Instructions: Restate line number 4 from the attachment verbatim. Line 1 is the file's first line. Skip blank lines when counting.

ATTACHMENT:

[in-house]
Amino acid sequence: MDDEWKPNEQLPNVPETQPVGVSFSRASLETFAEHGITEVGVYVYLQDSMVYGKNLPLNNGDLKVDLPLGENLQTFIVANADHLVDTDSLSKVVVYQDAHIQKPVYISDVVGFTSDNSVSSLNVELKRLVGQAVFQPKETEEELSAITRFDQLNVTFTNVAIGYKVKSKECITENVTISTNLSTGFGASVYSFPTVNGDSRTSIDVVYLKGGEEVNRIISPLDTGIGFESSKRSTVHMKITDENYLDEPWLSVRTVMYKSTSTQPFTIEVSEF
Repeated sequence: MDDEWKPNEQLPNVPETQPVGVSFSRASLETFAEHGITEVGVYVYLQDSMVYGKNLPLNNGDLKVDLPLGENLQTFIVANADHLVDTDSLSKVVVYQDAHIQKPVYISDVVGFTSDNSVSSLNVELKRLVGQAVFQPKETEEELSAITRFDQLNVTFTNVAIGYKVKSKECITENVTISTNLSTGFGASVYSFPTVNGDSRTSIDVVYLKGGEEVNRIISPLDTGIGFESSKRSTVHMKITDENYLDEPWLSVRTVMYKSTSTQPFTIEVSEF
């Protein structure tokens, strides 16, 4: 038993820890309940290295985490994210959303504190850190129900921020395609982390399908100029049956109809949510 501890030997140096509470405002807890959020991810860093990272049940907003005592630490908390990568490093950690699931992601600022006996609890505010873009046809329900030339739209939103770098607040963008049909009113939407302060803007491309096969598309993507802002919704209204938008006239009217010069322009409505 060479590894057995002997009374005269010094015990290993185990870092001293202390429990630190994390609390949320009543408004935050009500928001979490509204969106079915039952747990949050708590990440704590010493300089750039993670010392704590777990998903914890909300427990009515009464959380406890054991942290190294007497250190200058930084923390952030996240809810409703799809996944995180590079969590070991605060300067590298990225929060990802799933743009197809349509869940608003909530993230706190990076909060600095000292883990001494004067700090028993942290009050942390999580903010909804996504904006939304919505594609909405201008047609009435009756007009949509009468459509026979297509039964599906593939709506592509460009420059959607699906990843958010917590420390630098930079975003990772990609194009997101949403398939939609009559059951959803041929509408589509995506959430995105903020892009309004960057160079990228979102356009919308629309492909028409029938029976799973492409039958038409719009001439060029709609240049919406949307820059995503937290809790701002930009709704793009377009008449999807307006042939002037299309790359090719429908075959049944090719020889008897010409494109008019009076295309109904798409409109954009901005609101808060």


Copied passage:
């Protein structure tokens, strides 16, 4: 038993820890309940290295985490994210959303504190850190129900921020395609982390399908100029049956109809949510 501890030997140096509470405002807890959020991810860093990272049940907003005592630490908390990568490093950690699931992601600022006996609890505010873009046809329900030339739209939103770098607040963008049909009113939407302060803007491309096969598309993507802002919704209204938008006239009217010069322009409505 060479590894057995002997009374005269010094015990290993185990870092001293202390429990630190994390609390949320009543408004935050009500928001979490509204969106079915039952747990949050708590990440704590010493300089750039993670010392704590777990998903914890909300427990009515009464959380406890054991942290190294007497250190200058930084923390952030996240809810409703799809996944995180590079969590070991605060300067590298990225929060990802799933743009197809349509869940608003909530993230706190990076909060600095000292883990001494004067700090028993942290009050942390999580903010909804996504904006939304919505594609909405201008047609009435009756007009949509009468459509026979297509039964599906593939709506592509460009420059959607699906990843958010917590420390630098930079975003990772990609194009997101949403398939939609009559059951959803041929509408589509995506959430995105903020892009309004960057160079990228979102356009919308629309492909028409029938029976799973492409039958038409719009001439060029709609240049919406949307820059995503937290809790701002930009709704793009377009008449999807307006042939002037299309790359090719429908075959049944090719020889008897010409494109008019009076295309109904798409409109954009901005609101808060």